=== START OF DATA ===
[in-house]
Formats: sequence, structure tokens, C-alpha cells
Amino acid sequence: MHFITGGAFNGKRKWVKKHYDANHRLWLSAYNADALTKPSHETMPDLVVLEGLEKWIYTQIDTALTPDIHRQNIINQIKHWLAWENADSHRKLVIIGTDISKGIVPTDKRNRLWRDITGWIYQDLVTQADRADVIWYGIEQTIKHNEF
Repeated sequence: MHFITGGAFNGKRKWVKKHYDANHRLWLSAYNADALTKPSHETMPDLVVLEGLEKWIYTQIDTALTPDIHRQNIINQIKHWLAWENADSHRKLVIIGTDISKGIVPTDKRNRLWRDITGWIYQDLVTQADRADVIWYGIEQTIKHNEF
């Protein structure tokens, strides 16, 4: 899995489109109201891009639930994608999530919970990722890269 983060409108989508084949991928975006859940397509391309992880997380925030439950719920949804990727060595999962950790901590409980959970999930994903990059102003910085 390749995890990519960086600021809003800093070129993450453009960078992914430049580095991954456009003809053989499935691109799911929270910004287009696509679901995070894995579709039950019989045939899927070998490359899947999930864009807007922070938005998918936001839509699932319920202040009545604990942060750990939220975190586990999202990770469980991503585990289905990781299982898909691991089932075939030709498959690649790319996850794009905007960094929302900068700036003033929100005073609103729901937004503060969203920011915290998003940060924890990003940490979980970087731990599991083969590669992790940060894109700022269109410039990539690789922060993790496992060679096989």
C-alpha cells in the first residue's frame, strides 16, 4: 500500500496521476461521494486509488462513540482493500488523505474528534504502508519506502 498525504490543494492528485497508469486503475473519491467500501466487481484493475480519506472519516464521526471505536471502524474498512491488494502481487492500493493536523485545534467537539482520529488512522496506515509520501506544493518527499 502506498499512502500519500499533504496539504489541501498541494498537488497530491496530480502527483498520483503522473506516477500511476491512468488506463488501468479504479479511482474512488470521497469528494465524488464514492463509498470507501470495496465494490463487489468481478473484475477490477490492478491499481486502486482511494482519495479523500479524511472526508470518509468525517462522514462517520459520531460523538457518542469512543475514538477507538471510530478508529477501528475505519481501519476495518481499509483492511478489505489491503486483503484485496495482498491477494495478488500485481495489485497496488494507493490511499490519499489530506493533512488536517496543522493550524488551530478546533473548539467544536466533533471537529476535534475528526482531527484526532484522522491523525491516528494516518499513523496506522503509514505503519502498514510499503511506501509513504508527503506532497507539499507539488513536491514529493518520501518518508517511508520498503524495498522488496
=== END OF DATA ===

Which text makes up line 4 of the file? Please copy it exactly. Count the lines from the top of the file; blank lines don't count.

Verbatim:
Repeated sequence: MHFITGGAFNGKRKWVKKHYDANHRLWLSAYNADALTKPSHETMPDLVVLEGLEKWIYTQIDTALTPDIHRQNIINQIKHWLAWENADSHRKLVIIGTDISKGIVPTDKRNRLWRDITGWIYQDLVTQADRADVIWYGIEQTIKHNEF